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Iran: Rate of suicide rising in response to poverty and pressure from the regime

Mehdi Afravi, a street vendor in Naderi Street in the city of Ahwaz in southern Iran, committed suicide by throwing himself in front of a speeding train on May 6. He too had had his goods confiscated by municipal officers, after which he was left without a means to provide income for his family.

At least four other people committed suicide on May 14 and 15 alone. On Saturday, May 14, a 21-year-old student of linguistics and English literature in Shiraz University, along with two from Minoudasht in the city of Gorgan, committed suicide, while a 57-year-old man killed himself on May 15 in Aliabad of Boukan.

Also in May, a 65-year-old man by the name of Javad hanged himself from the pedestrian bridge over Mirdamad Street. A suicide note was found in his pocket which explained that while working at a motel he developed glaucoma but lacked the financial means to obtain medical treatment. Seeing no way to continue to support himself after the loss of his eyesight, he resolved to end his own life.

In the recent weeks, there have been many pictures and videos posted to social media illustrating cases of suicide or self-immolation. Some Iran watchers say the rising rate of suicide in the country is a result of poverty, unemployment and extensive suppression. The number of suicides has Iranian regime authorities worried since it is regarded as a form of protest.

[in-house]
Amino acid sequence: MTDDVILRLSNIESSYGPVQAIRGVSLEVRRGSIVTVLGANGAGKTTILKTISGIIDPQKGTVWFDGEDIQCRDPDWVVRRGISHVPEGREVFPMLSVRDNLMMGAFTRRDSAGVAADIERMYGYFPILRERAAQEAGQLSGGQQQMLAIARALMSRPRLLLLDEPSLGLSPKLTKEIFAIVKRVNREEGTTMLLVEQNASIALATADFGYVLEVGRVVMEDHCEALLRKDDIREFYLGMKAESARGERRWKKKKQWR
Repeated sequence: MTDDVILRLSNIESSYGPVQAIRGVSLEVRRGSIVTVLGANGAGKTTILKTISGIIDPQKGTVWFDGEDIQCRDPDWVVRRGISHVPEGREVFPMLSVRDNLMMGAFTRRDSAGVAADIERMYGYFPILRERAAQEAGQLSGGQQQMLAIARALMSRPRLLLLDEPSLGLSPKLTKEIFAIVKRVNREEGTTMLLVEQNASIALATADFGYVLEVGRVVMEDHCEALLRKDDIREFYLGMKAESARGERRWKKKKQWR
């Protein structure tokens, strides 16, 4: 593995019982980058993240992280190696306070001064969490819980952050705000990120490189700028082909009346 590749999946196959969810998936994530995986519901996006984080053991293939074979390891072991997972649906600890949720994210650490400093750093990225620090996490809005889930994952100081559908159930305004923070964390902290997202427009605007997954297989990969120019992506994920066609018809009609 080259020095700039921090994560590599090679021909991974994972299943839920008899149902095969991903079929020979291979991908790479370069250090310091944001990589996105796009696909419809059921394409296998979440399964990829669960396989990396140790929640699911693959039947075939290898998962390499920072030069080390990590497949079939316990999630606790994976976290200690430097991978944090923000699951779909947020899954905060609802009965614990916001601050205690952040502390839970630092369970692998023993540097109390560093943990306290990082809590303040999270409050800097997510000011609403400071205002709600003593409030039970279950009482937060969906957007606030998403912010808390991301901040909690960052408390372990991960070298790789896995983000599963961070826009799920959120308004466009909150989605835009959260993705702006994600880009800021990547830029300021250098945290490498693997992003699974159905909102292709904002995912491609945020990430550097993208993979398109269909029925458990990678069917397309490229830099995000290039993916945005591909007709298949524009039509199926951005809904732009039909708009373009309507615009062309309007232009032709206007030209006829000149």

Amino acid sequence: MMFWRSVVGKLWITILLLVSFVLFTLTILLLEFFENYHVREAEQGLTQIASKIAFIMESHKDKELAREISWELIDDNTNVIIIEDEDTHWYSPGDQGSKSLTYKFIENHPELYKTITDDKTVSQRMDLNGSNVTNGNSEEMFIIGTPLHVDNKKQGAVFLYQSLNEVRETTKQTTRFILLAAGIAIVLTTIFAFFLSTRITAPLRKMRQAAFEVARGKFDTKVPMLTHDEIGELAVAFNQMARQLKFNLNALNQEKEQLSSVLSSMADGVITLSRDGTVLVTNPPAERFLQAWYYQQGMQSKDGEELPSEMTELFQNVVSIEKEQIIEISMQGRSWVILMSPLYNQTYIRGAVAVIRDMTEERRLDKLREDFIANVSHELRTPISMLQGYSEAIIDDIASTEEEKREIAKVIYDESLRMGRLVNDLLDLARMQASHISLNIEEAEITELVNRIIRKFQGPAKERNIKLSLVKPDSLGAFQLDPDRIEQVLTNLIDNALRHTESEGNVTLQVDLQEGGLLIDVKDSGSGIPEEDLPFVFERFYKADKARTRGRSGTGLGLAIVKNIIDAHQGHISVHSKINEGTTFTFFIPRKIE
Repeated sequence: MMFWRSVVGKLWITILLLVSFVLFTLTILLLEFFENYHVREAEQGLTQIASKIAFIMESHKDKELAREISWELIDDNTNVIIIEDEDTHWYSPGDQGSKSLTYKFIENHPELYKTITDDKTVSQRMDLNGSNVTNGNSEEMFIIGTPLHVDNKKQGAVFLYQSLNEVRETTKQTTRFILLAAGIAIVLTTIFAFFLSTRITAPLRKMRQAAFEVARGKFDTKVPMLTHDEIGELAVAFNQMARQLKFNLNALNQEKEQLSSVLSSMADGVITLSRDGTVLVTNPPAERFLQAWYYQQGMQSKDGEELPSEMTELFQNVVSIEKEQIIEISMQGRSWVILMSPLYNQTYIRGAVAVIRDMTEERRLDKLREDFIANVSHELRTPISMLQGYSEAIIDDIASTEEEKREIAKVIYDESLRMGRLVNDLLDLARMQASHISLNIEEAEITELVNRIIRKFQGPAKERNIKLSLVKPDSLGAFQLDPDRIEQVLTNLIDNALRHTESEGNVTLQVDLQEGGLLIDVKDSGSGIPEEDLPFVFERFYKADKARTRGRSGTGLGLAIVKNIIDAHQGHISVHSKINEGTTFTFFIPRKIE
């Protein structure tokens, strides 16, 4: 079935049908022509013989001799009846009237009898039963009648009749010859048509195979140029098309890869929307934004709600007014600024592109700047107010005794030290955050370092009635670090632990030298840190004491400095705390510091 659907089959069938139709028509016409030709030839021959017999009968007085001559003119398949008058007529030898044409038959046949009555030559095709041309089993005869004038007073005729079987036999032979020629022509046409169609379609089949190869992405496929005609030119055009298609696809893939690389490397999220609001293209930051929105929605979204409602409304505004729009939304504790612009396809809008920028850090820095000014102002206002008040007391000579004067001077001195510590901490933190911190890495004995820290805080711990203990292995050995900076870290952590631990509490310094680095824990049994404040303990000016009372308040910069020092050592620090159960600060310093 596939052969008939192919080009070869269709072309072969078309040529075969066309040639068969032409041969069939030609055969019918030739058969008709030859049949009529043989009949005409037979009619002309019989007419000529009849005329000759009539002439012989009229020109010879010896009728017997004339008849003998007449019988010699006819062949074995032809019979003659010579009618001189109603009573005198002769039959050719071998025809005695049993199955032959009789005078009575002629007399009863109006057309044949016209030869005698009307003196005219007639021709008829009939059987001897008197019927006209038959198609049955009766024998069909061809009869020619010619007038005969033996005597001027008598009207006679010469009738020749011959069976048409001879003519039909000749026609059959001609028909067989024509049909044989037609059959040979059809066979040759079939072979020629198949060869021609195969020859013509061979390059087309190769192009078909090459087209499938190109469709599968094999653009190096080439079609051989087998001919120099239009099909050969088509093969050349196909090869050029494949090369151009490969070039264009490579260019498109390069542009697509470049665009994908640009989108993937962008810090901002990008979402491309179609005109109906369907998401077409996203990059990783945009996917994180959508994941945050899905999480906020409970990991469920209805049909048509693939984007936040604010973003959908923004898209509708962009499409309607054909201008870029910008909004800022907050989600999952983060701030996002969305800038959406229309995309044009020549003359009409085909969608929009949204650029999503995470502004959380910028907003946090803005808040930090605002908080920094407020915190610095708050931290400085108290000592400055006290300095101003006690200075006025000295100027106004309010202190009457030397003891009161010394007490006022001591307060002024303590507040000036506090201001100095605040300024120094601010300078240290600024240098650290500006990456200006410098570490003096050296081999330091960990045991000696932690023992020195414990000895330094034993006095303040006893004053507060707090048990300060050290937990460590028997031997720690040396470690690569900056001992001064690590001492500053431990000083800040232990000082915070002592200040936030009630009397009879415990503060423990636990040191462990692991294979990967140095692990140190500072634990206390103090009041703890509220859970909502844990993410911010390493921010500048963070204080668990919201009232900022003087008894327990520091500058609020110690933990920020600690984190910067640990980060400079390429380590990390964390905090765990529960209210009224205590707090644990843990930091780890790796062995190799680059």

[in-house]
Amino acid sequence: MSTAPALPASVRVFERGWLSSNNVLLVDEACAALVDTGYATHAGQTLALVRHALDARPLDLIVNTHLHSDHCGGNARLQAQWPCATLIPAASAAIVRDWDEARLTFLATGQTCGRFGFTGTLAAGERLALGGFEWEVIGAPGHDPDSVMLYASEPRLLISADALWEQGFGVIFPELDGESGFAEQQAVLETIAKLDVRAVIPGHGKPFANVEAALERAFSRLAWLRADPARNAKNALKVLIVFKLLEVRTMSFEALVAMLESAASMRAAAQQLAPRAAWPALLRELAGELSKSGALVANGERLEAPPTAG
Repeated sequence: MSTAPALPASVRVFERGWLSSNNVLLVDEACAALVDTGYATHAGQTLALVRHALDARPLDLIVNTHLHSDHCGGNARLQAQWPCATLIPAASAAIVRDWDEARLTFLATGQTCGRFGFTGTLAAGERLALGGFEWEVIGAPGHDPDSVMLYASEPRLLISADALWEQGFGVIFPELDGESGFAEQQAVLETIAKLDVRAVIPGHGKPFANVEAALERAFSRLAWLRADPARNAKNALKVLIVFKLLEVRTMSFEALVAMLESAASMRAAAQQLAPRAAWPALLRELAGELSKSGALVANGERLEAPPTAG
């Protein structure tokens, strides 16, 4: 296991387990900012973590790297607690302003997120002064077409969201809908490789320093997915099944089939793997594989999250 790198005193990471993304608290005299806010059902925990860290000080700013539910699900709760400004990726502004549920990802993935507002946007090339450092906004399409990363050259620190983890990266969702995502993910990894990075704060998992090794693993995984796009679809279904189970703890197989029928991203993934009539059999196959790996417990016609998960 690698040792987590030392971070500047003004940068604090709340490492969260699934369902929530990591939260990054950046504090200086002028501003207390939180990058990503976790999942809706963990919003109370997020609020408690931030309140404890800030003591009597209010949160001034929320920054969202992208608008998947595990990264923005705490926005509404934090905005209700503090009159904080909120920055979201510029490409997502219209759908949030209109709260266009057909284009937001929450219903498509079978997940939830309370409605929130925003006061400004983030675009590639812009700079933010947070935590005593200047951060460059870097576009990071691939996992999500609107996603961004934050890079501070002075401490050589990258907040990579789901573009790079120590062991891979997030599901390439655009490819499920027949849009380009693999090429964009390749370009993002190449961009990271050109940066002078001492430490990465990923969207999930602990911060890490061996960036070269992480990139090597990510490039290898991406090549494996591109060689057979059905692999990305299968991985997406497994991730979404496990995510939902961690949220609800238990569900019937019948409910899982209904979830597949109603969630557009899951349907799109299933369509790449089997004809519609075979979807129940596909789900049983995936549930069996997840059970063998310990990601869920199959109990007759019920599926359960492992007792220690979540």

Kazem Jalali, a parliamentarian, noted in his remarks to the regime’s assembly on May 15: “We need to acknowledge that the country’s situation, especially regarding livelihood and economy, is not coherent with the renowned name of the Islamic Republic in the world and the region. The country’s economic growth has been very low, if not negative. The unemployment of the young, especially the educated, is like a time bomb that is about to explode.”

Ahmad Shojaei, the head of the country’s forensics organization, declared the number of suicides in the previous Persian year, ending on March 19, 2016, as 4,020. According to these official statistics, an average of 11 people ended their lives each day throughout that year.

Kazem Malakouti, head of Scientific Assembly to Prevent Suicide, acknowledged in his interview with the state-run ILNA News Agency on May 9: “When someone kills himself in a crowded place like a bridge or subway, his action is not only dangerous but a form of protest.”

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